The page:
File-Sharer Fined Just $7 Per SongAdded: Monday, February 21st, 2011
Category: Recent Headlines Involving File Sharing > Ridiculous Criminal Trials
Tags:ET, p2p, Torrent, Piracy, Peer To Peer, Network, Hackers, Internet, BitTorrent, Google, utorrent, bitcomet, extratorrent, 2010, www.extrattorrent.com
The world can finally see a court case that will fortunately set guidelines for the punishment of BitTorrent users in the future. In Sweden, a 26 year-old guy has luckily escaped a court hearing with little more than a tap on the wrist. The IFPI has tracked a file-sharer who uploaded 44 songs online, and accused him of copyright infringement. The court hearing was held last week, resulting in a punishment of just $311.
BitTorrent users in the U.S. got used to see huge fines being handed down to the file-sharers like Joel Tenenbaum or Jammie Thomas-Rasset. After considerable legal wrangling, the defendants were demanded to pay damages of $67,500 and $1.5m accordingly, which is, of course, astonishing money for essentially insignificant file-sharing offenses.
However, another interesting case was heard last week in a Swedish court. The IFPI launched a file-sharing copyright infringement case against a guy who had been caught last year sharing 44 songs online. In fact, this is 20 tracks more than the 24 that were shared by Thomas-Rasset and 13 tracks more than those shared by Joel Tenenbaum.
This time, a young man from Uppsala, a city located near the capital Stockholm, was also found guilty of copyright infringement. However, the big difference was the rate of the damages he is now demanded to pay. Honestly, that punishment won’t please the entertainment industry.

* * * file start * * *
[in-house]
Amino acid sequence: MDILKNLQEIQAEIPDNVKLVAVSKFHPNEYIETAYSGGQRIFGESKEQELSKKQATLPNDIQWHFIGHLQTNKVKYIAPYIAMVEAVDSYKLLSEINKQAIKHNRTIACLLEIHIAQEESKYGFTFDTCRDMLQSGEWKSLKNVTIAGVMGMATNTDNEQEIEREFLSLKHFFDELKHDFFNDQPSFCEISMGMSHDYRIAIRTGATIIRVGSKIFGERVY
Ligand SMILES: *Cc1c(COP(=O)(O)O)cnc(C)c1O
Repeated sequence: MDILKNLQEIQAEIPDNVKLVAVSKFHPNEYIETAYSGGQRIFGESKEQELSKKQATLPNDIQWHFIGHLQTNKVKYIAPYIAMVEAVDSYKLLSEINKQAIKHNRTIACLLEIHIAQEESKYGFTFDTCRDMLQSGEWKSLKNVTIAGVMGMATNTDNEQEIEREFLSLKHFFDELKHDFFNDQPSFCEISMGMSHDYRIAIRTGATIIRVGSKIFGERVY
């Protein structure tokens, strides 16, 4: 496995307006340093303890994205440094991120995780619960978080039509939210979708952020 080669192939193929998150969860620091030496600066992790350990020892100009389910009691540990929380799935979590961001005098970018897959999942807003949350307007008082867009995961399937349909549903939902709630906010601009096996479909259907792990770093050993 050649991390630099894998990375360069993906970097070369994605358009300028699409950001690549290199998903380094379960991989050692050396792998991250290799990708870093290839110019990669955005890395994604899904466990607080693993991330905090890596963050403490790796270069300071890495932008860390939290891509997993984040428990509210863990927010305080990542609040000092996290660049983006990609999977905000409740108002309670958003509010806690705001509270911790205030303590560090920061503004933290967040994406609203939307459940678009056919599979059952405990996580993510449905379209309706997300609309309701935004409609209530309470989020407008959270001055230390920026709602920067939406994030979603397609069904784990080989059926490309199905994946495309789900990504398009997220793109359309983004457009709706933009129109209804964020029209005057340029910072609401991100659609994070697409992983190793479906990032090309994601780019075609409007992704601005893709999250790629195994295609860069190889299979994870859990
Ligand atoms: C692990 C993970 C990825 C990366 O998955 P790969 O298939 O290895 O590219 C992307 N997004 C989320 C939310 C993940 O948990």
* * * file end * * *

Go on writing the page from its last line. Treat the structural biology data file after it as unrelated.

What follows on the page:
Unlike Joel Tenenbaum and Jammie Thomas-Rasset, who now face damages of $2,177 and $62,500 per each shared song respectively, the Swedish defendant faced more realistic outcome. Despite the judge’s initial request to set an amount equivalent to $45 per each shared song, finally the amount was dropped to $7, which makes total payable damage for uploading 44 songs just $311.
The court ruling was welcomed by Rick Falkvinge, the Pirate Party founder, who also expressed a hope that the Swedish courts are finally coming to their senses towards non-commercial infringement of the copyright monopoly. This decision, Falkvinge believes, is in stark contrast to the ruling handed over in the Pirate Bay trial, where the tracker’s 4 founders were sentenced to long prison sentences plus damages of over $4,500,000 for facilitating sharing 33 files.
Hopefully, the recent court ruling will set guidelines for financial penalties in future copyright cases.
Thanks to TorrentFreak for providing the source of the article
February 21st,2011Posted by:
Monday, February 21st, 2011
|So the true value of the crap being sold is finally coming to light and the MPAA, RIAA are not going to like it. wwwwaaaaaahhhhh....|
|sounds more reasonable to deal with|
|Uhm... 7x44 = 308... just FYI...|
|first off 7 USD is still way to much a song seeing as most are only $.99 on I tunes and that is what apple charges after they have bought a license to sell them. Lets get to actual cost, real actual cost. They wont because then they would have no reason to chase anyone.||
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